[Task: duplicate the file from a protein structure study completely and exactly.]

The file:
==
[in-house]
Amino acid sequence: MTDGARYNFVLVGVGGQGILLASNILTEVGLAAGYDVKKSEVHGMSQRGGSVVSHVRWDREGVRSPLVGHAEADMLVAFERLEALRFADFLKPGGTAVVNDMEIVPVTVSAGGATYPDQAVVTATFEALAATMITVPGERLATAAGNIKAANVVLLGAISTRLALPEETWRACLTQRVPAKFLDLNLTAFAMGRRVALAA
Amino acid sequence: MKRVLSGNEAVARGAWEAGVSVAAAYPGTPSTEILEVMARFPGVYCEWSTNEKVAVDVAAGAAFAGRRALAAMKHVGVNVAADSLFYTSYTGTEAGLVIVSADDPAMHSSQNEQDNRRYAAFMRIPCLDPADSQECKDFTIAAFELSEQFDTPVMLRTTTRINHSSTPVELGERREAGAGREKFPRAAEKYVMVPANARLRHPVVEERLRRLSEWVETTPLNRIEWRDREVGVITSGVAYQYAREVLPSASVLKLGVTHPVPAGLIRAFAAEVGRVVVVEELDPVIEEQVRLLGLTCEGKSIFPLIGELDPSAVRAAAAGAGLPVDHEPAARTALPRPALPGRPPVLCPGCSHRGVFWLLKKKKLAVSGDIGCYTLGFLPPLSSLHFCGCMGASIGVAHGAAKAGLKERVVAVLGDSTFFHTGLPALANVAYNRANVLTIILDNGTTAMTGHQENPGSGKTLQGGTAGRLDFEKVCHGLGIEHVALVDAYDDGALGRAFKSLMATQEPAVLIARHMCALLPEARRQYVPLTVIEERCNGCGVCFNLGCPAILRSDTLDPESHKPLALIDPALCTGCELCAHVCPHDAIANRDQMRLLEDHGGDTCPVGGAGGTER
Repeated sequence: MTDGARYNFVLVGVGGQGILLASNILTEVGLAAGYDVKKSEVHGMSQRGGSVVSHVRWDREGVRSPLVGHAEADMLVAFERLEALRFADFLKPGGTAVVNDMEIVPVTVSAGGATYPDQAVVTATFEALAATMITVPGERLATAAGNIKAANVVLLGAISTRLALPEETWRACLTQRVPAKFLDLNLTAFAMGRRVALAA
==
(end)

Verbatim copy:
[in-house]
Amino acid sequence: MTDGARYNFVLVGVGGQGILLASNILTEVGLAAGYDVKKSEVHGMSQRGGSVVSHVRWDREGVRSPLVGHAEADMLVAFERLEALRFADFLKPGGTAVVNDMEIVPVTVSAGGATYPDQAVVTATFEALAATMITVPGERLATAAGNIKAANVVLLGAISTRLALPEETWRACLTQRVPAKFLDLNLTAFAMGRRVALAA
Amino acid sequence: MKRVLSGNEAVARGAWEAGVSVAAAYPGTPSTEILEVMARFPGVYCEWSTNEKVAVDVAAGAAFAGRRALAAMKHVGVNVAADSLFYTSYTGTEAGLVIVSADDPAMHSSQNEQDNRRYAAFMRIPCLDPADSQECKDFTIAAFELSEQFDTPVMLRTTTRINHSSTPVELGERREAGAGREKFPRAAEKYVMVPANARLRHPVVEERLRRLSEWVETTPLNRIEWRDREVGVITSGVAYQYAREVLPSASVLKLGVTHPVPAGLIRAFAAEVGRVVVVEELDPVIEEQVRLLGLTCEGKSIFPLIGELDPSAVRAAAAGAGLPVDHEPAARTALPRPALPGRPPVLCPGCSHRGVFWLLKKKKLAVSGDIGCYTLGFLPPLSSLHFCGCMGASIGVAHGAAKAGLKERVVAVLGDSTFFHTGLPALANVAYNRANVLTIILDNGTTAMTGHQENPGSGKTLQGGTAGRLDFEKVCHGLGIEHVALVDAYDDGALGRAFKSLMATQEPAVLIARHMCALLPEARRQYVPLTVIEERCNGCGVCFNLGCPAILRSDTLDPESHKPLALIDPALCTGCELCAHVCPHDAIANRDQMRLLEDHGGDTCPVGGAGGTER
Repeated sequence: MTDGARYNFVLVGVGGQGILLASNILTEVGLAAGYDVKKSEVHGMSQRGGSVVSHVRWDREGVRSPLVGHAEADMLVAFERLEALRFADFLKPGGTAVVNDMEIVPVTVSAGGATYPDQAVVTATFEALAATMITVPGERLATAAGNIKAANVVLLGAISTRLALPEETWRACLTQRVPAKFLDLNLTAFAMGRRVALAA